The Books and Other Works

You can read  the prologue and a chapter from Invisible History titled Mystical Imperialism .

Afghanistan’s Untold Story

When the Soviet Union crossed their southern border and invaded Afghanistan at Christmas of 1979, few outside the national security establishment of the major western capitals understood the game of deception at play. Dramatized as the greatest threat to peace since World War II by President Jimmy Carter, Afghanistan rolled the clock back thirty years on U.S./Soviet relations, justified the largest buildup of American force since World War II and paved the way for Ronald Reagan’s “conservative revolution” that changed the face of the American economy and its politics.

Absent from the news media coverage of Afghanistan throughout the 1980’s and after was any hint that Afghanistan had for years been at the center of a multinational intrigue that saw the United States and its allies (known by insiders as the Chinese-Iranian-Pakistani-Arabian peninsula Axis) plotting to undermine Afghanistan’s sovereignty while using it as a stepping stone for control of Central Asia.

Following the events of September 11, 2001 Afghanistan would again drastically shift the foundation of American politics, while advancing a foreign policy devoted to endless war and military budgets even larger and more ruinous than those of the 1980’s.

As told by the first Americans to pierce the media blackout surrounding the Soviet invasion of Afghanistan in 1981, our book reveals the shocking story of how American policy transformed Afghanistan from a Cold War buffer state into a secure multi-billion dollar technological training base for Islamic terrorism while setting the stage for a privatized heroin industry of historic proportions. The true story of how America’s policy makers undermined American security from within, Invisible History, Afghanistan’s Untold Story provides the sobering facts and details that every American should have known about America’s secret war, but were never told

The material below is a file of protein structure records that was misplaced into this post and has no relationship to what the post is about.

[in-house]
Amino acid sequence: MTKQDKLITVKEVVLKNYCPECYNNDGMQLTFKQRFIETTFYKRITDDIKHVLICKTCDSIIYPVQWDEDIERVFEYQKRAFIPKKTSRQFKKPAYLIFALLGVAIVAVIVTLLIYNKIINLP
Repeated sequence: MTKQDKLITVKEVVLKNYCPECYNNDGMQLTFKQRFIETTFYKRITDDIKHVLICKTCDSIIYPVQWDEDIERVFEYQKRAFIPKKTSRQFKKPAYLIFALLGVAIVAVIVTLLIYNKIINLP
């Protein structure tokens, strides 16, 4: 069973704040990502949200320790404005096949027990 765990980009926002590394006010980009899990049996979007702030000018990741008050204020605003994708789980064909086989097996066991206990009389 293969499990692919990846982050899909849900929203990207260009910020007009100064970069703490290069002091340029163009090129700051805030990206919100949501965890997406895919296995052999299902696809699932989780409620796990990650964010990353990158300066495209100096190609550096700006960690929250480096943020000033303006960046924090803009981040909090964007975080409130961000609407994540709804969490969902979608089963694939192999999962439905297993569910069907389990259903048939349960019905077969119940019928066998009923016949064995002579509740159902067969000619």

Crossing Zero

The AfPak War at the Turning Point of American Empire

In its long history, the region today delineated as both Afghanistan and Pakistan has known many borders, yet none have been more important to American security than the one today separating Pakistan from Afghanistan known as the Durand line but referred to by the military and intelligence community as Zero line.

The United States has fought on both sides of the Durand line: In the 1980s on the side of extremist-political Islam from Pakistan and since September 11, 2001, against it from the Afghan side. A funny thing happened to the United States when the Obama administration decided to cross Zero line again and bring the Afghan war into Pakistan. Instead of resolution, after years into the administration’s AfPak strategy, it would seem the gap between reality and the Washington beltway has only widened. If the Obama administration had set out to correct the mistakes of the past, it would now appear that Washington’s effort to defeat the Taliban has instead turned full circle into a plan to openly embrace them.

As advertised since 9/11, Al Qaeda is the number one justification for America’s “war on terror.” But the ongoing efforts by both the United States and Pakistan to bring Al Qaeda- aligned Taliban militants into the Afghan government of Hamid Karzai reveal that the justification for the AfPak war is not what it appears. Negotiating with Al Qaeda controlled militants on the AfPak border completely undercuts the raison d’etre for America’s ten year “war on terror.” How can the U.S. be making war on a sworn enemy and its terror allies and at the same time embrace them as a resolution?

Crossing Zero: The AfPak War at the Turning Point of American Empire lays out the bizarre and often paralyzing contradictions of America’s AfPak strategy by clarifying the complex web of interests and individuals surrounding the AfPak war and focusing on the little understood importance of the Durand Line to any resolution to the Afghan conflict.

Other Works

Afghanistan Between Three Worlds - a documentary

Following the Soviet invasion of Afghanistan on December 27, 1979, the entire corps of 1136 Western journalists was expelled, leaving what President Jimmy Carter called the "the greatest threat to peace since the second World War," shielded in secrecy from Western eyes. In 1981, the Afghan government granted us exclusive permission to spend 10 days inside the country. What our camera saw and reported in an exclusive news story for CBS News was a country desperate to survive the vice-like grip of superpower confrontation while building a modern identity from the mire, violence and confusion of its feudal past. Aired on the PBS network from 1982 to 1983, Afghanistan Between Three Worlds stands today as the only documentary of its kind to challenge the monolithic Cold War images of the era by casting its focus on a different facet of the Afghan war. It is a witness to what might have been had diplomacy prevailed and to one of the greatest tragedies of the 20th century. Click here to watch the one hour documentary.